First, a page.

Publishing Partner: Cambridge University Press CUP Extra Wiley-Blackwell Publisher Login
amazon logo
More Info


New from Oxford University Press!

ad

Latin: A Linguistic Introduction

By Renato Oniga and Norma Shifano

Applies the principles of contemporary linguistics to the study of Latin and provides clear explanations of grammatical rules alongside diagrams to illustrate complex structures.


New from Cambridge University Press!

ad

The Ancient Language, and the Dialect of Cornwall, with an Enlarged Glossary of Cornish Provincial Words

By Frederick W.P. Jago

Containing around 3,700 dialect words from both Cornish and English,, this glossary was published in 1882 by Frederick W. P. Jago (1817–92) in an effort to describe and preserve the dialect as it too declined and it is an invaluable record of a disappearing dialect and way of life.


New from Brill!

ad

Linguistic Bibliography for the Year 2013

The Linguistic Bibliography is by far the most comprehensive bibliographic reference work in the field. This volume contains up-to-date and extensive indexes of names, languages, and subjects.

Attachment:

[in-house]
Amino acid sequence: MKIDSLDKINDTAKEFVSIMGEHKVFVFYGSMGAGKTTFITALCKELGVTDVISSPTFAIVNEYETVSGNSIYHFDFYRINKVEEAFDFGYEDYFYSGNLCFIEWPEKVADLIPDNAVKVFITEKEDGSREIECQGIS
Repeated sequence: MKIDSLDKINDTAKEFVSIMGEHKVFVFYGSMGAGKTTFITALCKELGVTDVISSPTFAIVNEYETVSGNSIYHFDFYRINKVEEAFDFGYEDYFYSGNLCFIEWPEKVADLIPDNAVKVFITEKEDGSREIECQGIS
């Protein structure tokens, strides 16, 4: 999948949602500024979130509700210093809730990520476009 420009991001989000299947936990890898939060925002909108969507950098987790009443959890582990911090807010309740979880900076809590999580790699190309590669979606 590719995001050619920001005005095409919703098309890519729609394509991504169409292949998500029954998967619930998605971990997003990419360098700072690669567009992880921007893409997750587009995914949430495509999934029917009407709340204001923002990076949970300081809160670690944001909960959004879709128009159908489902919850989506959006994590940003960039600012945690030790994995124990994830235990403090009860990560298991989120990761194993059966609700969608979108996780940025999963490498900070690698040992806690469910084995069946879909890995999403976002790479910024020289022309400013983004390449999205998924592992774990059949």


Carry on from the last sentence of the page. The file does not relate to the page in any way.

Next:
Academic Paper


Title: Temporal adverbs in Icelandic: adverbs of quantification vs. frequency adverbs
Author: Kristín M. Jóhannsdóttir
Institution: University of British Columbia
Linguistic Field: General Linguistics
Subject Language: Icelandic
Abstract: Temporal adverbs can usually be divided into groups. Amongst those are adverbs of quantification, such as often, sometimes and never, and frequency adverbs, such as constantly and regularly. This paper presents some new data that shows that the Icelandic temporal adverb alltaf ‘always’ can be both an adverb of quantification and a frequency adverb. When alltaf modifies a progressive construction its meaning shifts, depending on the aktionsart of the restrictor. When the restrictor is punctual, alltaf functions as an adverb of quantification and has a frequency meaning (X is always happening at the time Y takes place). When the restrictor is durative, alltaf does not quantify over the event, and instead gets a durative meaning, similar to that of stöÐugt ‘constantly’ (X happens constantly during the time Y takes place).

CUP at LINGUIST

This article appears in Nordic Journal of Linguistics Vol. 30, Issue 2, which you can read on Cambridge's site or on LINGUIST .



Back
Add a new paper
Return to Academic Papers main page
Return to Directory of Linguists main page